1. Don’t start a website with a primary goal of making money.After some initial success and positive response from some of my articles, I began to consider whether my blog could eventually be profitable. I’ve written about the income that my blog generates a few times in the past, and this always leads to questions from readers regarding if they should create a blog as well to make extra money. My answer is always an emphatic no! Accounting for all of the time put into the tasks mentioned above, my hourly earnings for the first 2+ years of the blog would have been less than $1. Financially, I would be much better off if I had spent my time working PRN jobs as a physical therapist or even driving for Uber. Write because you enjoy it, want to share your story, or because you want to motivate others, and if you end up making some money from it, then wonderful, but if not then you won’t be disappointed!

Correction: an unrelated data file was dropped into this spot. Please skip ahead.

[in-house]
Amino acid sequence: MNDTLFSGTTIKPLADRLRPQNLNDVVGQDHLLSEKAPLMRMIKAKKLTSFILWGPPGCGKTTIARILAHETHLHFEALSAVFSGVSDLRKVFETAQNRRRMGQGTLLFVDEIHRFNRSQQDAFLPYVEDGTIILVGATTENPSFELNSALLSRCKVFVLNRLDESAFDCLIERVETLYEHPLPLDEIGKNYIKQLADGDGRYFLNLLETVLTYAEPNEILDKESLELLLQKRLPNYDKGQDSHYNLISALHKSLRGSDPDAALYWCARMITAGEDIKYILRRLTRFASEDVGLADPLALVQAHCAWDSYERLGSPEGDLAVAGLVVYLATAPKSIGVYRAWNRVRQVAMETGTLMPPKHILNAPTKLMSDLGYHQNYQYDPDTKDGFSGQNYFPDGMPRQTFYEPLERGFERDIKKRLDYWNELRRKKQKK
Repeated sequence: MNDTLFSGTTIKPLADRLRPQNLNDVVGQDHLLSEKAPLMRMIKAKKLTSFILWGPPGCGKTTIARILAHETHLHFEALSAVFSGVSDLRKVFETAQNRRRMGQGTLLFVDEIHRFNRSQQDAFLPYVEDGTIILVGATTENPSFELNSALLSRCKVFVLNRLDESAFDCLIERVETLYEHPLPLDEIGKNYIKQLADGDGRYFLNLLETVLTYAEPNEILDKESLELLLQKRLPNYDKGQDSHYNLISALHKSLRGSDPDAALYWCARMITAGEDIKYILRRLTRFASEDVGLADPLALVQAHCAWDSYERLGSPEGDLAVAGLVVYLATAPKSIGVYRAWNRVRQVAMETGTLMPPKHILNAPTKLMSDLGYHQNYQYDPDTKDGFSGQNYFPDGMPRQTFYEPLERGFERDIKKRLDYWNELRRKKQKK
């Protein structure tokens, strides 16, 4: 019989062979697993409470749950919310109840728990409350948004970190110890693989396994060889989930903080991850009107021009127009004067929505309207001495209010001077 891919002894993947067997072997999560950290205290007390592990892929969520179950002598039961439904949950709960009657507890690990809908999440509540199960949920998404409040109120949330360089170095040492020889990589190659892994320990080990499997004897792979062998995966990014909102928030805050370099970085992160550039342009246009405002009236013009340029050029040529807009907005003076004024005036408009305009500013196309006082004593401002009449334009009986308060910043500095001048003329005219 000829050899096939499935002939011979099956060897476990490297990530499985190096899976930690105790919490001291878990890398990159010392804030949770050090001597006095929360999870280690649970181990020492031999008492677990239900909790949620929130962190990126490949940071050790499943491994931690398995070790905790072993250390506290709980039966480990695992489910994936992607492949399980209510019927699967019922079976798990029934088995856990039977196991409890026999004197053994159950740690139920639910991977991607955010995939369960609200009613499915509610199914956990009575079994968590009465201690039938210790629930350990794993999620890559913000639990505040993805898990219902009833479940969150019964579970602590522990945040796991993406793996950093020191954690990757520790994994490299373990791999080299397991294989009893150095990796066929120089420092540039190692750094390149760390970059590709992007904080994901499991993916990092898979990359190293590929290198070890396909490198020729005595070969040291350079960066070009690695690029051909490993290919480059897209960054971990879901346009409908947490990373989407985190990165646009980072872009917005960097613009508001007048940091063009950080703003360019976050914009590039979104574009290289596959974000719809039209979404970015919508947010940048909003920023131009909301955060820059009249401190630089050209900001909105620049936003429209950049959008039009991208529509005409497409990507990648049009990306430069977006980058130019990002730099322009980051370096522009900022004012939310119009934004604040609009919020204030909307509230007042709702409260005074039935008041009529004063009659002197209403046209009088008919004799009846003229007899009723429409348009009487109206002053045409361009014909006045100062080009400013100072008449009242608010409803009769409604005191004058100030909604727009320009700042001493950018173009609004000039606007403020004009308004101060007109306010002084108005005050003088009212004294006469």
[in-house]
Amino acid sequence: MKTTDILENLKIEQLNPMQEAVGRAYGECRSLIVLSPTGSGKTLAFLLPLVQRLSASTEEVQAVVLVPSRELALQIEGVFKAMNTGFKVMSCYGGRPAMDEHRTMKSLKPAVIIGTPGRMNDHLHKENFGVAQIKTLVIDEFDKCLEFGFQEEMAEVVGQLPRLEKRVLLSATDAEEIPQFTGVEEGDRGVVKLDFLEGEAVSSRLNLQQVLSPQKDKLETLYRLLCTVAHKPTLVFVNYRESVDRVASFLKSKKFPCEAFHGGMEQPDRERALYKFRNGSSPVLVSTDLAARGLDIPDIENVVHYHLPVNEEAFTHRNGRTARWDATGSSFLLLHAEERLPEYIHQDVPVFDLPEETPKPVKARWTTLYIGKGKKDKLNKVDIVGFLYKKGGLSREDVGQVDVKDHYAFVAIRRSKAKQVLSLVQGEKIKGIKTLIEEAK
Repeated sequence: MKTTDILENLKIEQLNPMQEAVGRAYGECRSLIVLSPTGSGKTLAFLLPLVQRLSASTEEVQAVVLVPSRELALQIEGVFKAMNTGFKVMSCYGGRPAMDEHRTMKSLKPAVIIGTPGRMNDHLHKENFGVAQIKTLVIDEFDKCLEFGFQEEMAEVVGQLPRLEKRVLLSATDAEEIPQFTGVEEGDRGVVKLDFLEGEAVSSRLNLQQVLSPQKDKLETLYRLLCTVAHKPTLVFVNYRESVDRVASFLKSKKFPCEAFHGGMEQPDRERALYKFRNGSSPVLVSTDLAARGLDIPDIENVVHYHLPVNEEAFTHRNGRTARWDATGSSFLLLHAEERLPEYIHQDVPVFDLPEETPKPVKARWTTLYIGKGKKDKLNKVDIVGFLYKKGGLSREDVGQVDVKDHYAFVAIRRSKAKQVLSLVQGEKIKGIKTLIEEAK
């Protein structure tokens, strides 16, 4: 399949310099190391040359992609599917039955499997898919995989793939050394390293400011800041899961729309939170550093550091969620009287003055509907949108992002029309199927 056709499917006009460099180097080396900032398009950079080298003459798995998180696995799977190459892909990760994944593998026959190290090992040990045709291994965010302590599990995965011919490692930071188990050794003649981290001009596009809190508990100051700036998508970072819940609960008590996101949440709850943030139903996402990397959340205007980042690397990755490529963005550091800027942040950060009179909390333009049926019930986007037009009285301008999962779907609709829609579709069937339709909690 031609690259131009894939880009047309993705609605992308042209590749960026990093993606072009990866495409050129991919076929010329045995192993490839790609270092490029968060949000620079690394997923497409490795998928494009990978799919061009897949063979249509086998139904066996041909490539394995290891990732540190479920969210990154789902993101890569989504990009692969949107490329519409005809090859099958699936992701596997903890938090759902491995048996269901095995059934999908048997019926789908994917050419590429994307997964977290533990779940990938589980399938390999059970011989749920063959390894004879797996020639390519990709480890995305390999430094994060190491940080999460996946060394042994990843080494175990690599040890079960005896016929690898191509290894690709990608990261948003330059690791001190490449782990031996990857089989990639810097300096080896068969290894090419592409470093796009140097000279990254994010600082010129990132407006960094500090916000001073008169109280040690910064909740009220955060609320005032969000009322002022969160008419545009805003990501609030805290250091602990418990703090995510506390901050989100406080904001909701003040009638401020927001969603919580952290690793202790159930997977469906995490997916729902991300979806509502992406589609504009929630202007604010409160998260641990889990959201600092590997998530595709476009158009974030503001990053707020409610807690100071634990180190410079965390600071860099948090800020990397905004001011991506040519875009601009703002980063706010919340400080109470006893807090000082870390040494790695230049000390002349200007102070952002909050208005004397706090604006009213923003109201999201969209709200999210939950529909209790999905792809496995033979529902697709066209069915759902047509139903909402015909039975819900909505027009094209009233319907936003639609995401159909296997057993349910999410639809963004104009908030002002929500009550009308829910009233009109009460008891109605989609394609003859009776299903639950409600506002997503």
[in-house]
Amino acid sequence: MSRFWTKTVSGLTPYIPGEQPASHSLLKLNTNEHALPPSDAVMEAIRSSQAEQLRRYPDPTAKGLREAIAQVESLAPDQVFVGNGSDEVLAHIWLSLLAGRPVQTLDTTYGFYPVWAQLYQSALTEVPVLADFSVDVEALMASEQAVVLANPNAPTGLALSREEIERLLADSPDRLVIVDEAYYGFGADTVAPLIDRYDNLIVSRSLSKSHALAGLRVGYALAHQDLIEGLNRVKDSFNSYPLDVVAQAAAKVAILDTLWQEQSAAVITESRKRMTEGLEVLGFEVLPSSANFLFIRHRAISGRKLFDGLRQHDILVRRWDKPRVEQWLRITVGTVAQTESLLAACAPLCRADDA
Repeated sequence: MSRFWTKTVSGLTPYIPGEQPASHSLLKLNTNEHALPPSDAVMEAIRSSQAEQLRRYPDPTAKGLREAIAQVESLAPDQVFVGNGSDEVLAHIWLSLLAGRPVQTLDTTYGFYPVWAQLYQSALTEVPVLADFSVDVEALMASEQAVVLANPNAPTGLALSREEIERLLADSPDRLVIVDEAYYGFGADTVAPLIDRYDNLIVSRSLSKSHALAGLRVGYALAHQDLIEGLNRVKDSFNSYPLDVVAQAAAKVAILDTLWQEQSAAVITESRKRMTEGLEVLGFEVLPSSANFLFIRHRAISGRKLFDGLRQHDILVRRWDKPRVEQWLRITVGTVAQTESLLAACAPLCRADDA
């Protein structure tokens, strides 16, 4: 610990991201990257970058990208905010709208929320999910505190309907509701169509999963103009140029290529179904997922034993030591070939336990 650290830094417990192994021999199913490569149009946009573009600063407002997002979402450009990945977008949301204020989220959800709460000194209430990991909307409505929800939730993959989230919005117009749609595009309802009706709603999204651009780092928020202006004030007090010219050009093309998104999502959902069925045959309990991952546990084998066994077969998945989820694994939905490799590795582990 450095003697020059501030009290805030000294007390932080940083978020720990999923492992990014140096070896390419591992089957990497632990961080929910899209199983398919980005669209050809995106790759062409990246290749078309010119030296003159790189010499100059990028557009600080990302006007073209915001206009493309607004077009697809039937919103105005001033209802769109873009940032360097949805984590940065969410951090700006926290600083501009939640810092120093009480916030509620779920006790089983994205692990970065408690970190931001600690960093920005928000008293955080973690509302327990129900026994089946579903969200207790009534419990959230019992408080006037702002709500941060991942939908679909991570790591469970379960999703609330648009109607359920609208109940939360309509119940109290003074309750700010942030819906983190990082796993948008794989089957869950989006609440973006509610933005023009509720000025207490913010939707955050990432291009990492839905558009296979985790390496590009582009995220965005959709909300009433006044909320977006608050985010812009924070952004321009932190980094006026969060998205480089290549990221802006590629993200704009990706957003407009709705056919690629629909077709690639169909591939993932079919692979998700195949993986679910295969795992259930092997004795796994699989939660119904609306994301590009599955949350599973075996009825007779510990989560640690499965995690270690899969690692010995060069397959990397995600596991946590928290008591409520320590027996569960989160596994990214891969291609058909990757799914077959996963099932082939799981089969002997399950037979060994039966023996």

2. Expect that it will take a long time for your articles to start getting traction and to build any sort of following.Over the years I’ve watched many other bloggers in the physical therapy, travel therapy, and personal finance world come and go. The reason is usually two fold. First, they underestimate the time involved in creating content and maintaining the blog. Second, they are discouraged by the small number of views and engagement that their articles get. I sincerely understand both of these reasons and have grappled with them many times over the years as well. It can take a disheartening amount of time and effort to ever grow to a level that you feel like you’re actually making a difference. The most important factor to creating a successful blog, whether monetary or impactful, is persistence. Stick with it!
  3. Motivation comes in waves.There are times that I get really fired up and motivated to write, and then there are times where I don’t feel like writing for days or weeks at a time. Initially, I thought this was something I was doing wrong or something wrong with me, but over time I’ve figured out that this is normal. Take advantage of the times when you’re motivated to write to get ahead to make up for the times when your motivation drops off!